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The words popish and papists are offensive terms used to show scorn for Roman...

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noconnectionwse | Student, Grade 10 | (Level 1) eNoter

Posted February 19, 2012 at 3:16 AM via web

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The words popish and papists are offensive terms used to show scorn for Roman Catholics. Irish Catholics eat fish during Lent. Why...?

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The words popish and papists are offensive terms used to show scorn for Roman Catholics. Irish Catholics eat fish during Lent. Why does the persona say that infant's flesh will be plentiful in March??

The persona discusses an idea that older children be used by gentlemen as a substitute for venison (deer meat taken by hunting), but he rejects it due to the toughness of boys' flesh and other reasons. What does he suspect "scrupulous" people might think??

Why do you think Swift wrote such a shocking proposal as this after having written such serious proposals before??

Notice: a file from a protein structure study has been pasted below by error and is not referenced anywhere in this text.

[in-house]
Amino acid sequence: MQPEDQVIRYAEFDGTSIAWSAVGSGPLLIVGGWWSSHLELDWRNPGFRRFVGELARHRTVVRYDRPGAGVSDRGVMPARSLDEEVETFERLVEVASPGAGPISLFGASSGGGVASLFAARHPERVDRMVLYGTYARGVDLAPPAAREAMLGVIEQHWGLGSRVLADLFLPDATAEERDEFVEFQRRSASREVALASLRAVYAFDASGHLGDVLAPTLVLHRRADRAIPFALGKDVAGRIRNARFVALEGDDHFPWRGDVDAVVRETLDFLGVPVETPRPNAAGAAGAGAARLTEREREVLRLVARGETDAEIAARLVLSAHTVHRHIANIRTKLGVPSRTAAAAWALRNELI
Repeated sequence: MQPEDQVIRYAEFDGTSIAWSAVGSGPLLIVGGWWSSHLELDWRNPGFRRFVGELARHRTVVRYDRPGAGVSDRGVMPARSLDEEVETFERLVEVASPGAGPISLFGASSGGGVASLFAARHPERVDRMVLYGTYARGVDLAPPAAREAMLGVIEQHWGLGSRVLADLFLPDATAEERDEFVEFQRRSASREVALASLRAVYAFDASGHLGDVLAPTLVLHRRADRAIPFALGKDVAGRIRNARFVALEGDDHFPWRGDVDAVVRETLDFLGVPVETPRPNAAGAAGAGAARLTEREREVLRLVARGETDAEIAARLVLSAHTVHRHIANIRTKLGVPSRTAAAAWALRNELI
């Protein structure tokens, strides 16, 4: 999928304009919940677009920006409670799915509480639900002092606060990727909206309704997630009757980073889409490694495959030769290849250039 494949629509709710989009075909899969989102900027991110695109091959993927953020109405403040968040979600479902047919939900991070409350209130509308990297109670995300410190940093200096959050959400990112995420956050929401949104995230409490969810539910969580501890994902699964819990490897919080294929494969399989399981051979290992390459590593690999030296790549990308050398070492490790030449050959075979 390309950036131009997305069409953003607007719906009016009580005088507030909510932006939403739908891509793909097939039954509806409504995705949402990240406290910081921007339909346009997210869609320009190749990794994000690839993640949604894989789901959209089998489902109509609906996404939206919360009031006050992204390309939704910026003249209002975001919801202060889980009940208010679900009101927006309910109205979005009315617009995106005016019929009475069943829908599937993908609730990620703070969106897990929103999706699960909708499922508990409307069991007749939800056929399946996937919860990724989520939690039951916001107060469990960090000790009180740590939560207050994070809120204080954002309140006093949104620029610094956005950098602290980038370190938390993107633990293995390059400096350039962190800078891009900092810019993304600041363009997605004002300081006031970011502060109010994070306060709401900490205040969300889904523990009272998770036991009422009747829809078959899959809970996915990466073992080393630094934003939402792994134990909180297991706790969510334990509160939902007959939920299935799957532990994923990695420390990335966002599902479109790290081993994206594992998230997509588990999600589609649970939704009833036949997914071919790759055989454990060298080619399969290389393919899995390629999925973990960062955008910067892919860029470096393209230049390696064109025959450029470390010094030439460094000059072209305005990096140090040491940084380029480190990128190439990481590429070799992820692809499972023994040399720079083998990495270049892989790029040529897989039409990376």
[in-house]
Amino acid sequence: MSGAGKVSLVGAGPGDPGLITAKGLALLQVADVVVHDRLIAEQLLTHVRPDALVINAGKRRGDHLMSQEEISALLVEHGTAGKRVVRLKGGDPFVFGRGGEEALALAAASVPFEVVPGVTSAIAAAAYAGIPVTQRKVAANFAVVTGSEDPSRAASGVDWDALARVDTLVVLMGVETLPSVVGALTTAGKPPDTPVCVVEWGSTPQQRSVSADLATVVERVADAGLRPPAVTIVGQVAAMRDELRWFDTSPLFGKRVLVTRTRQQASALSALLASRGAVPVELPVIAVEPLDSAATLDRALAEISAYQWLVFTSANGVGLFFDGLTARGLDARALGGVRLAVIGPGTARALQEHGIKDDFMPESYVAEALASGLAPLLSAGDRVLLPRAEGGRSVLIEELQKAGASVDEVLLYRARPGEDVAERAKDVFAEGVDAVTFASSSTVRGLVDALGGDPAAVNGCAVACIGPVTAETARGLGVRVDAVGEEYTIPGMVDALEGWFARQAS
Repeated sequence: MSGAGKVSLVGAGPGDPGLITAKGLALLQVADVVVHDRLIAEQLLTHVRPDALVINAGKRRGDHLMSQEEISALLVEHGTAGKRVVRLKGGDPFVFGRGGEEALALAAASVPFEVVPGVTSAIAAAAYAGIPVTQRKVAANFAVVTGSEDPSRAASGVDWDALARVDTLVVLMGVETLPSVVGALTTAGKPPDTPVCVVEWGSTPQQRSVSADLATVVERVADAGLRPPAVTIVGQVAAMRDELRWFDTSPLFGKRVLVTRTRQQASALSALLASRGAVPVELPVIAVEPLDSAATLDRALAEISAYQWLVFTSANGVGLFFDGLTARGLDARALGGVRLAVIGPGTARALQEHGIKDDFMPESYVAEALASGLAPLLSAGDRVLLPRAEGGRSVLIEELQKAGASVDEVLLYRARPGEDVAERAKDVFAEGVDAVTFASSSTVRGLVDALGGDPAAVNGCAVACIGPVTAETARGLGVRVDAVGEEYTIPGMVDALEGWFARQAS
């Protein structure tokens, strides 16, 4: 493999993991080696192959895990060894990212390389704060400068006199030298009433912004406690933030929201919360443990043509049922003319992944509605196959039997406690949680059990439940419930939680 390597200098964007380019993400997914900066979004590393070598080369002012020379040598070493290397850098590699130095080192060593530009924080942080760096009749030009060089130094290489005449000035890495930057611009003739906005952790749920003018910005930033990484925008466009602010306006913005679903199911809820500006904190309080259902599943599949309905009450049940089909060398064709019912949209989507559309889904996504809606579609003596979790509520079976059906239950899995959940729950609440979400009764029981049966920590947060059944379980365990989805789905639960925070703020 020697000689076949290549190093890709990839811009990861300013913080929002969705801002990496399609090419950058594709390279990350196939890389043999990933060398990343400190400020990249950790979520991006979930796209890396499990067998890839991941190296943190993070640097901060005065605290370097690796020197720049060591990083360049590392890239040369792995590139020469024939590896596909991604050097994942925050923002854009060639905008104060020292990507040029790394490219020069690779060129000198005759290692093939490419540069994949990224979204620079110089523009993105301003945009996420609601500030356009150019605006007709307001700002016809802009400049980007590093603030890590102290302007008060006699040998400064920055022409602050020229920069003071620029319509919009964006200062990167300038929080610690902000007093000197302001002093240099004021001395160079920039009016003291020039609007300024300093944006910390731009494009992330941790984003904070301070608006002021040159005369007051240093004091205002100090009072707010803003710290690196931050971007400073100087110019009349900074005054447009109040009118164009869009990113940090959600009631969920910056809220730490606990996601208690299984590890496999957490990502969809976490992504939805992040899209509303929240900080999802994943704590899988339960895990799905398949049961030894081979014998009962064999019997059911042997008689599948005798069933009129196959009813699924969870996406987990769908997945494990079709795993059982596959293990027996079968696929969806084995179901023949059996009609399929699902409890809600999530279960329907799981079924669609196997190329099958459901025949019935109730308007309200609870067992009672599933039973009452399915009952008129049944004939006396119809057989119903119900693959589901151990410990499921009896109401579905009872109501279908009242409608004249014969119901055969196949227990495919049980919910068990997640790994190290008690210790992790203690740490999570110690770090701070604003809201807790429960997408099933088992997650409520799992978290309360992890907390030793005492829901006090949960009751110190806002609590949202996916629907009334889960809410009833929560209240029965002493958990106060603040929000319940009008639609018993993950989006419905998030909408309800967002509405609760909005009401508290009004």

The persona schedules his plan to "provide for" children at the age of one year. Why does this make the proposal better than having children make their living by stealing, according to the persona??

Why does the persona say selling twelve-year-olds is a bad idea??

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thanatassa | College Teacher | (Level 2) Educator Emeritus

Posted February 19, 2012 at 3:32 AM (Answer #1)

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A Modest Proposal, like many other works of Jonathan Swift, was a satire. He didn’t really think people should eat babies. He was using an outrageous idea to try to make people realize just how desperate the poverty in Ireland was. All of the realistic details in the proposal were intended to emphasize the religious and national issues involved.

Lent is a time of fasting for many Christians, including Roman Catholics, Eastern Orthodox, and Anglicans. Eating fish during Lent is a shorthand for not eating meat, in other words a form of renunciation.

The terms “popish” and “papist” were common pejorative terms in the period and emphasized the main objection by British Protestants against Romanism, namely that the Pope, as ruler of the Papal States (through the early 20th century) was not only a religious but a national political leader, and thus to follow him (given that England was often at war with allies of the Papal States) was treason.

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